Kevin Murphy

Don’t Run Your Ruby Minitest Classes Twice“If a Minitest class inherits from another class, it will also inherit its methods causing Minitest to run the parent’s tests twice.” (There’s a typo in the example, but the point remains.)

Ignacio Chiazzo

'The Problem That ViewComponent Solves for Me' — There’s been many articles on how to use the ViewComponent gem, but not many on why.

Jason Swett

▶  Discussing Audit Logging in Rails
Ruby Rogues podcast

🛠 Code & Tools

hotwire-example-template: A Collection of Hotwire Examples — Each branch is a different example including live preview, type-ahead search, dynamic forms, using maps, and more. With all the Hotwire tutorials coming out, this repository is timed perfectly.

thoughtbot, inc.

rrule: iCalendar RRULE Expansion for Ruby — RRULE is a specification for calendar/date ‘recurrence rules’ defined as part of the iCalendar spec. For example, you can have FREQ=DAILY;COUNT=3 resolve to dates over the next three days.


🐘 The Developer Experience You’ve Always Wanted for Postgres

Crunchy Bridge sponsor

Alba 1.6: A Superfast JSON Serializer — Supports JRuby and TruffleRuby as well as CRuby. This release includes deprecations in preparation for a future 2.0 release, but also adds support for using instance methods as attributes.

Okura Masafumi

PGSync 0.7: Sync Postgres Data Between Databases — Speed and security are the order of the day, and you can sync partial tables or groups of tables. The README shows off some examples. Written in Ruby.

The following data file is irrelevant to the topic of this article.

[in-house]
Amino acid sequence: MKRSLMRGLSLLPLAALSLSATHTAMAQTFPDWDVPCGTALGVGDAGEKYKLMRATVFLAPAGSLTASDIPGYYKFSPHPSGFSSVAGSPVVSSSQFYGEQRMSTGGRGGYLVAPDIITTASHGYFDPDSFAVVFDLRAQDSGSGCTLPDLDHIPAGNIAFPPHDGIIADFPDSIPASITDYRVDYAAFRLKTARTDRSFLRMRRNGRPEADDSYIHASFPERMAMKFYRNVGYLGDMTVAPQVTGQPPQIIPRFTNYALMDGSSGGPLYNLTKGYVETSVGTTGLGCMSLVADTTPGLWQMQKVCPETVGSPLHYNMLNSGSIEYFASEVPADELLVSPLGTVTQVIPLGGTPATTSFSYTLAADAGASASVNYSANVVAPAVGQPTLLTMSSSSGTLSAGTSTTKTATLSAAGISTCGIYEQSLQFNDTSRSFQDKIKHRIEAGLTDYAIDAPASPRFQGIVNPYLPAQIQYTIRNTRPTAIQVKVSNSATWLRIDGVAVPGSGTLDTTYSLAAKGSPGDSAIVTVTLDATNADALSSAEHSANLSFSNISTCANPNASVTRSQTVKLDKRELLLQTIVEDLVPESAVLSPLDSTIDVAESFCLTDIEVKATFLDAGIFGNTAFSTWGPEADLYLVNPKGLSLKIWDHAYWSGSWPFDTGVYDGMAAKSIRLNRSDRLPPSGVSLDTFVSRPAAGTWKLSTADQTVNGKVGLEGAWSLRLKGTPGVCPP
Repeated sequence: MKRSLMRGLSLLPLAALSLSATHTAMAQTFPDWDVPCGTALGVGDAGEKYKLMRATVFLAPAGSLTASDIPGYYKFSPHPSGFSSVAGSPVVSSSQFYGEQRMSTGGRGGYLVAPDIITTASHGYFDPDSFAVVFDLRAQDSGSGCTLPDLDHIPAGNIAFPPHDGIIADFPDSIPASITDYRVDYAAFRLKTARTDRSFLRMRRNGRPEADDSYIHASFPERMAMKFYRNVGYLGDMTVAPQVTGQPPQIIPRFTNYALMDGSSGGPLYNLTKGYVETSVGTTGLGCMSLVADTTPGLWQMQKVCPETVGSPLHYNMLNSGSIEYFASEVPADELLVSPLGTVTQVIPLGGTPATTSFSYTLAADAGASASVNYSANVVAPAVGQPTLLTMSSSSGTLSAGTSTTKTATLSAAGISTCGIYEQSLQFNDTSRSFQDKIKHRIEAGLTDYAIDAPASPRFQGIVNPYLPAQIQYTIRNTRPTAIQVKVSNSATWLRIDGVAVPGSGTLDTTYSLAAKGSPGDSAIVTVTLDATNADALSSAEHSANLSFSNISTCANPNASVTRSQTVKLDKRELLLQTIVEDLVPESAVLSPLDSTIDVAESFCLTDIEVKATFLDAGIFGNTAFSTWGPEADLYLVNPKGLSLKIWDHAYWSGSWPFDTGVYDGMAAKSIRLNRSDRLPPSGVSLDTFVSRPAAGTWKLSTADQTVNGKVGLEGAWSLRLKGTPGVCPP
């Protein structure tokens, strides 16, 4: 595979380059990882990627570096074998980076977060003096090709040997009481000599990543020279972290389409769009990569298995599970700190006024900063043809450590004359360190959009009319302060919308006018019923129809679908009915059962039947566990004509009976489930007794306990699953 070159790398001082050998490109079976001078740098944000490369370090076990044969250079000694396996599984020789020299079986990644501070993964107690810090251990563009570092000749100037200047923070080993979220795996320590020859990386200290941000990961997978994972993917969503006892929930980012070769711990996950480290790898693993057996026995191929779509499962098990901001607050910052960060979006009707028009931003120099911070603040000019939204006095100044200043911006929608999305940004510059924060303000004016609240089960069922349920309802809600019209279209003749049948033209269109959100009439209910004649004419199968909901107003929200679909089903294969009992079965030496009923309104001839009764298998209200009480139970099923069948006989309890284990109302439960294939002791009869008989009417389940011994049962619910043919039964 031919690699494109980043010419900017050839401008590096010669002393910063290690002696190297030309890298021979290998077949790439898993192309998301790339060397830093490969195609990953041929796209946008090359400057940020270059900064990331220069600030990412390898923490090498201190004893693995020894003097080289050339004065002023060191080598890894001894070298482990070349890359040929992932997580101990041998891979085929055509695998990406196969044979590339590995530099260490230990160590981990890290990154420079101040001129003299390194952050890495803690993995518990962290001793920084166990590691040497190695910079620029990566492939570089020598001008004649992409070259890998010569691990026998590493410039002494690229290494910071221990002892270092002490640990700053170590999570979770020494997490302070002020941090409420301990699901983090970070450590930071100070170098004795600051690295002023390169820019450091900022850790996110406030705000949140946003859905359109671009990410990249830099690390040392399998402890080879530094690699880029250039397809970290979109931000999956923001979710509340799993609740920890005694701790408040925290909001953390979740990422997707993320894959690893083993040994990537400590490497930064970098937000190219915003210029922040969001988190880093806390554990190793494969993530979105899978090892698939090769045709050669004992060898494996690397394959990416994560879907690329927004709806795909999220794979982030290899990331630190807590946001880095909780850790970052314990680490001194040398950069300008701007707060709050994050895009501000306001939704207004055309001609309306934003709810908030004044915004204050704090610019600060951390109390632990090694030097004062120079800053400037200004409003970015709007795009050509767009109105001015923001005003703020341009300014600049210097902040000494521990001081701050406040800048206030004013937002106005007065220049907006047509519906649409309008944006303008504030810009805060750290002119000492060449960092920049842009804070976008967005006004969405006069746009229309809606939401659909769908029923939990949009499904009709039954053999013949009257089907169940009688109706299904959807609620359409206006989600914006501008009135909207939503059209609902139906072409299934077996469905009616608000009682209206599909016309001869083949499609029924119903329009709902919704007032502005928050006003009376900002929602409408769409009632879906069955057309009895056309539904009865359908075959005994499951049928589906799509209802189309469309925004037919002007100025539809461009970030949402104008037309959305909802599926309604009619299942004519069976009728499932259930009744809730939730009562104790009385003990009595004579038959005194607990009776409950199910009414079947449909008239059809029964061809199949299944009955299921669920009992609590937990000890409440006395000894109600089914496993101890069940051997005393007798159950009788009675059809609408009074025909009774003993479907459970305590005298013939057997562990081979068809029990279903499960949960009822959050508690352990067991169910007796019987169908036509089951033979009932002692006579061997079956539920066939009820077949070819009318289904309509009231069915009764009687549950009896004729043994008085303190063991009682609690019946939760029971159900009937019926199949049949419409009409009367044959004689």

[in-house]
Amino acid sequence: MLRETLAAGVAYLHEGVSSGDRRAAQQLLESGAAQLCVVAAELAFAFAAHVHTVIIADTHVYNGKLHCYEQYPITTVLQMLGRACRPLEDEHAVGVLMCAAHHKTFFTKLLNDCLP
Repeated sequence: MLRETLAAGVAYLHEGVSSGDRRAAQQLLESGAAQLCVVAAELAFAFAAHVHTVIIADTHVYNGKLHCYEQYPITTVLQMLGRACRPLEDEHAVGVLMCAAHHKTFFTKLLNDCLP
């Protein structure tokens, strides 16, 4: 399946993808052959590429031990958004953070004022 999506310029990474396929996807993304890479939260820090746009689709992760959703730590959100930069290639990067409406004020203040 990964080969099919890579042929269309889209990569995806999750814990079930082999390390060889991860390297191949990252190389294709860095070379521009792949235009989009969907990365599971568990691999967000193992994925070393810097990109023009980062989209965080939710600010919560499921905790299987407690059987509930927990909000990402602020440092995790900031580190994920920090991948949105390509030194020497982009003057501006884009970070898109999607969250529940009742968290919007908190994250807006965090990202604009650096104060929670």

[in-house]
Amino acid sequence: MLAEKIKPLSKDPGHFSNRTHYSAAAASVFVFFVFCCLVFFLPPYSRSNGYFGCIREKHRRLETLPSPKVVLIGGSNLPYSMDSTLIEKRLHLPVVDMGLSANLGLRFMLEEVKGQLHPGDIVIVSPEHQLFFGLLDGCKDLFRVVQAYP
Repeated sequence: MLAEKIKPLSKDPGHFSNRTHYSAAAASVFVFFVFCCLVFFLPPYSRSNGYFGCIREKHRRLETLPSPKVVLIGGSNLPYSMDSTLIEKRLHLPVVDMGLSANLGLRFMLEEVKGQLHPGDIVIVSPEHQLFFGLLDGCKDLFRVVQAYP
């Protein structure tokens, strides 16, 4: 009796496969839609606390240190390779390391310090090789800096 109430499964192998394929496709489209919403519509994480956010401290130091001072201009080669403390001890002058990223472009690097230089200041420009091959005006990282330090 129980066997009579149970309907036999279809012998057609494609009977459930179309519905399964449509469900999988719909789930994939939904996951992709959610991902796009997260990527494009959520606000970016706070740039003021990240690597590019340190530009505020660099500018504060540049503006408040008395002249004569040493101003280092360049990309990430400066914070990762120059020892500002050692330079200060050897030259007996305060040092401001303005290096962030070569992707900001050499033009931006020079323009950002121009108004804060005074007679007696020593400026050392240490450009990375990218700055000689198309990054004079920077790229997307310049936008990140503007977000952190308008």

Andrew Kane

VCR 6.1: Record Your Test Suite's HTTP Interactions and Replay Them — A long standing library for recording HTTP interactions and replaying them during testing. Following 6.0 by two years, 6.1 is principally a release of tweaks and fixes rather than new features.


telegram-bot-ruby 0.18.0: A Ruby Wrapper for Telegram's Bot APITelegram is a popular messaging app (and even more so since Russia’s invasion of Ukraine) that’s particularly friendly to bots. This release adds support for more recent Bot API features.

Alexander Tipugin

Disco: Generate Recommendations Using Collaborative Filtering — The idea is simple: supply data that represents reviews or activities from users.. then you can generate recommendations for other users from it.

Andrew Kane

Torch.rb 0.10.0: Deep Learning for Ruby — A way to use Torch, an open source machine learning framework.

Andrew Kane

💡 Tip of the Week

bundle open

Sometimes, we'll see a gem throw an unexpected error, or behave in a way that we don't fully understand. In these cases, it can be useful to have more information. I often find it helpful to edit, or at least look at, the gem's code directly.

bundle open <gem_name> allows us to do this. All it requires to work correctly is that we set the EDITOR (or BUNDLER_EDITOR) environment variable to our preferred editor (for example, "EDITOR=code" or "EDITOR=vim"). Then if we run bundle open <gem_name>, it will open up our editor right to the directory of the installed gem itself. We can make any changes as we're debugging to help us figure out what is happening!

If you want to do something that's a one off and open the sinatra gem in VS Code, say, you could also do it in a single liner like so:

EDITOR=code bundle open sinatra

This week’s tip was written by Jemma Issroff and edited by Peter Cooper.